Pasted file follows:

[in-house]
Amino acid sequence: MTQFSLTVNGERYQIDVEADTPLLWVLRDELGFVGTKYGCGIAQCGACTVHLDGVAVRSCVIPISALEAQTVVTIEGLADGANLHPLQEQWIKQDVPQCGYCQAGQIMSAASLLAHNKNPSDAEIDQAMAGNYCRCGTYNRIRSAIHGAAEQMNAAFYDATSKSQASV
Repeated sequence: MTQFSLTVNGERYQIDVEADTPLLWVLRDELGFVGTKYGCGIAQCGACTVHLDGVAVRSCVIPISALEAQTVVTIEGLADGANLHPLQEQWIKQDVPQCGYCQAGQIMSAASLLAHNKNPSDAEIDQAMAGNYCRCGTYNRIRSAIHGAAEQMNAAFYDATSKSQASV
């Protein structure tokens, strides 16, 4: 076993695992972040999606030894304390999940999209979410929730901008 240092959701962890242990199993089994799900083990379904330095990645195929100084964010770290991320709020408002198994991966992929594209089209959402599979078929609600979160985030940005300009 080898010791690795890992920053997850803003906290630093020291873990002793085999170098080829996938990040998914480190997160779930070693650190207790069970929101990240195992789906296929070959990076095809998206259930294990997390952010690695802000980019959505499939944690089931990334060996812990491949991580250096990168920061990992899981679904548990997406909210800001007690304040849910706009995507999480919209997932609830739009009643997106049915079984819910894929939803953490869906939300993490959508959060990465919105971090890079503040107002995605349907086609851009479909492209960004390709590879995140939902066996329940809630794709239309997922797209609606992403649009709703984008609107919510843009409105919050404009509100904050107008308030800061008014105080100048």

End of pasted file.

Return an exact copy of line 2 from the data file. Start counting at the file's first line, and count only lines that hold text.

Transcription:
Amino acid sequence: MTQFSLTVNGERYQIDVEADTPLLWVLRDELGFVGTKYGCGIAQCGACTVHLDGVAVRSCVIPISALEAQTVVTIEGLADGANLHPLQEQWIKQDVPQCGYCQAGQIMSAASLLAHNKNPSDAEIDQAMAGNYCRCGTYNRIRSAIHGAAEQMNAAFYDATSKSQASV